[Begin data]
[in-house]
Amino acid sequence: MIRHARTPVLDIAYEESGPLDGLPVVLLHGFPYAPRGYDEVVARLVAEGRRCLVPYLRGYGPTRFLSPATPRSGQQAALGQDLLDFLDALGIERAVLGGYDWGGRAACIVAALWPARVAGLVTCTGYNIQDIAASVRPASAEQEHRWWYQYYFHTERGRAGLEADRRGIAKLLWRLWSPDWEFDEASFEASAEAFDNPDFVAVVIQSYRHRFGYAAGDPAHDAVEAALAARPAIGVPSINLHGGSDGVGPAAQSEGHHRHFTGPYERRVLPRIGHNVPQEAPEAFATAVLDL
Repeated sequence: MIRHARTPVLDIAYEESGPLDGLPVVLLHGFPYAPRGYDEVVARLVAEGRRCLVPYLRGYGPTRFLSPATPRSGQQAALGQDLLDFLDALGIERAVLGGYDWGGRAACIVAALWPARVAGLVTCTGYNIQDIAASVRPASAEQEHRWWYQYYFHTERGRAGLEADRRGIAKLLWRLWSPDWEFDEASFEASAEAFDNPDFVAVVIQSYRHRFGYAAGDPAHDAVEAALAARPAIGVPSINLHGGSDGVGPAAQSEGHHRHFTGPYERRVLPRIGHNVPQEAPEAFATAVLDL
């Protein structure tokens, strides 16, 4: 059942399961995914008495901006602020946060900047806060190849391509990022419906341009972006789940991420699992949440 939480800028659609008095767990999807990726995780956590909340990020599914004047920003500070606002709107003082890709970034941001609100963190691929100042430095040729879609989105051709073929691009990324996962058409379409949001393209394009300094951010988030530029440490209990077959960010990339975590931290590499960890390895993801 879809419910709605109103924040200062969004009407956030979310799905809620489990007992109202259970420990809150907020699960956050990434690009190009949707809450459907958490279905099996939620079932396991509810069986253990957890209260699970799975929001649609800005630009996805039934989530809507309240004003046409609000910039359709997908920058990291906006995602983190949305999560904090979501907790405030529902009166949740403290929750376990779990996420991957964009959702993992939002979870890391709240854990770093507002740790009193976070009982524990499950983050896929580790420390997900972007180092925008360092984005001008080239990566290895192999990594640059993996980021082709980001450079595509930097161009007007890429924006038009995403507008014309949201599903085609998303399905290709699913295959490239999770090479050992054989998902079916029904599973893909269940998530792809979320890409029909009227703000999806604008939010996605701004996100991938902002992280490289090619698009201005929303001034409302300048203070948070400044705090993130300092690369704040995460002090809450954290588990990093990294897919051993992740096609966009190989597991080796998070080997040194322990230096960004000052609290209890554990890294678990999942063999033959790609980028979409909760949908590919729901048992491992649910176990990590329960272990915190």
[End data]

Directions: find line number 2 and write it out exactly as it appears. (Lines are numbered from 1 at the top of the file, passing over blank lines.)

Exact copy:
Amino acid sequence: MIRHARTPVLDIAYEESGPLDGLPVVLLHGFPYAPRGYDEVVARLVAEGRRCLVPYLRGYGPTRFLSPATPRSGQQAALGQDLLDFLDALGIERAVLGGYDWGGRAACIVAALWPARVAGLVTCTGYNIQDIAASVRPASAEQEHRWWYQYYFHTERGRAGLEADRRGIAKLLWRLWSPDWEFDEASFEASAEAFDNPDFVAVVIQSYRHRFGYAAGDPAHDAVEAALAARPAIGVPSINLHGGSDGVGPAAQSEGHHRHFTGPYERRVLPRIGHNVPQEAPEAFATAVLDL